A broken heart is not what it might appear. After all, it should destroy us to the core, leave us empty, powerless and shattered. It can end us. But, then we continue to walk around — a shadow of our former selves, but still present, watching all of the world go on. We survive.
Instead of being enchanted, Ella is imperfect. She’s a mom, daughter, caregiver, wife, friend… she’s a character around whom the whole of a woman’s experience could be wrapped around, but she secretly feels the failures of her life: inadequacies, self-deprication, the moments when she wasn’t enough (couldn’t be). But, she’s also not the only one. She’s not really alone. She’s only one part of the story; and there’s so much more to the story…
“What-ifs multiplied like a combat-ready squad of Star Trek Tribbles: cute, furry and armed with bazookas.”
We all have those moments in our life that come back on us in force. Memories are brutal, particularly when those flashbacks haunt us with every tinge of uncertainty and indecision. We can’t go back. But, even the forward movement is tainted with the might-have-beens, or if-onlys.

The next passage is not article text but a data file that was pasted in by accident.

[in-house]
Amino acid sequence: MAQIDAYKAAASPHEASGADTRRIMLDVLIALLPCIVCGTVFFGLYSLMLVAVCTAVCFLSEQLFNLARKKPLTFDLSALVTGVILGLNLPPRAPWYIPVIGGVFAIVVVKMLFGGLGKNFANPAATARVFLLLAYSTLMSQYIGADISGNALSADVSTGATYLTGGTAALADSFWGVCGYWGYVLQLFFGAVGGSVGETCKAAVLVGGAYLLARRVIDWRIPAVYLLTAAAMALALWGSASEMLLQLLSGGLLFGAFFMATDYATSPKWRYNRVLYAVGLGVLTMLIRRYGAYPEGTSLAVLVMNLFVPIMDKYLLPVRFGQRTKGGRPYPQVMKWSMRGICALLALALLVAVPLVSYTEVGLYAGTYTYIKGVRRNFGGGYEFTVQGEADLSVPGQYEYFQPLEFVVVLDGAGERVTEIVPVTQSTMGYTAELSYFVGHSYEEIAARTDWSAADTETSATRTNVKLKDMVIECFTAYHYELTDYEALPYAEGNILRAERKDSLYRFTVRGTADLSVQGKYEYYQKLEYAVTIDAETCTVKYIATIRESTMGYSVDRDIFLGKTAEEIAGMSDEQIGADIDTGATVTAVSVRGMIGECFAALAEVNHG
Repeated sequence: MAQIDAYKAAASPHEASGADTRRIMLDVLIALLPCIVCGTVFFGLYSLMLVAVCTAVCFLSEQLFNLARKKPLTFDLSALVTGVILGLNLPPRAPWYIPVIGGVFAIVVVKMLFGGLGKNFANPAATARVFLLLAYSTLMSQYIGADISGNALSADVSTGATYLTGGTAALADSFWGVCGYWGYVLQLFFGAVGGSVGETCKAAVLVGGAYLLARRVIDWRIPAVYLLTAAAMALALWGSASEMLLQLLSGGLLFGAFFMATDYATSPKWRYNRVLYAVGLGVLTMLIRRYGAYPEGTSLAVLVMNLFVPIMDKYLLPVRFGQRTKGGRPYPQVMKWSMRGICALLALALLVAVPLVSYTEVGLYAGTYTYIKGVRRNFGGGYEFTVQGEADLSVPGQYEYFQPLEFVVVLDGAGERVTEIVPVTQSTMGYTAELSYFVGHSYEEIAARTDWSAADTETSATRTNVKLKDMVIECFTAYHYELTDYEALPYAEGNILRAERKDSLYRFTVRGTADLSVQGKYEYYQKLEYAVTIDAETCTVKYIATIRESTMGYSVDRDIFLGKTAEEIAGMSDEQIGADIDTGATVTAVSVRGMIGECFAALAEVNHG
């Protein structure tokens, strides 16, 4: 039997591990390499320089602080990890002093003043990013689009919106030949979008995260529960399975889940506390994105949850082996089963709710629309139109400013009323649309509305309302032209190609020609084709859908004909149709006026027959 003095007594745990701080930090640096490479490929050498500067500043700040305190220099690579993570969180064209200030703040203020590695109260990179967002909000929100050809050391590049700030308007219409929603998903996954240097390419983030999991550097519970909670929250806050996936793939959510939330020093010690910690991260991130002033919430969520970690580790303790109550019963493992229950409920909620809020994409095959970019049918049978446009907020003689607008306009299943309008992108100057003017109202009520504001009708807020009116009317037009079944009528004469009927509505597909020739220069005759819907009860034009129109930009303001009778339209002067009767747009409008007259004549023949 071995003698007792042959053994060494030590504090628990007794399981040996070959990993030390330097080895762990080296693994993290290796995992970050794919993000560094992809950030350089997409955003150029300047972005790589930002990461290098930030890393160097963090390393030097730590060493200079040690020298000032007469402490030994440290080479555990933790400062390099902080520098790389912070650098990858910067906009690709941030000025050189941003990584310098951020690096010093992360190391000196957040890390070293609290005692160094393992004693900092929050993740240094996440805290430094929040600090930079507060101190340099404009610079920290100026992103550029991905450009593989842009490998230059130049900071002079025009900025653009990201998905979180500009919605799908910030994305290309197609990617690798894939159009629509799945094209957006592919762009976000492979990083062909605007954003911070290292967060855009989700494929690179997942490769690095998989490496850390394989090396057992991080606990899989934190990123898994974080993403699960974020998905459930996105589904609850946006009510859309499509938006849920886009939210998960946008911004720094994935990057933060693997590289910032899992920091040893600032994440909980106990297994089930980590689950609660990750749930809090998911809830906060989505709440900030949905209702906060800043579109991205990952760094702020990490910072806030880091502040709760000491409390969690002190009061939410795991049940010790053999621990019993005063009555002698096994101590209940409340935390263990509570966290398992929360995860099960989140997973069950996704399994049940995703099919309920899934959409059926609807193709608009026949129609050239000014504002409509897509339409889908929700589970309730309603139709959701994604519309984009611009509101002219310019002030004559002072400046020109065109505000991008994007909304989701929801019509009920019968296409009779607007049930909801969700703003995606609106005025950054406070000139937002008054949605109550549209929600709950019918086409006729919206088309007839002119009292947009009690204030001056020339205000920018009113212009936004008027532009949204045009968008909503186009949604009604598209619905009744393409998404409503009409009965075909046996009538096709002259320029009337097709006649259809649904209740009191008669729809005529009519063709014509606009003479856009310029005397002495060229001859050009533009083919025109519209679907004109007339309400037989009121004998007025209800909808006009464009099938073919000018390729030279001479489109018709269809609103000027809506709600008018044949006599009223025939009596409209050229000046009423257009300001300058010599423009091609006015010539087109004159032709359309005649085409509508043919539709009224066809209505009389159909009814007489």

“She and Harry? Their lives had been soldered together by the rainbow of special needs.”
It’s quite possible that those who’ve never experienced the complexities that are involved with parenting, and being a caregiver for, a special-needs child could never understand that statement. It’s not meant to be crass or unfeeling. Neither is it meant to be an intimation that it’s a special club to which others aren’t invited (though sometimes it feels like that). There’s a comradry in common goals, experience and condition; and it’s not an experience that most would want to intimately know.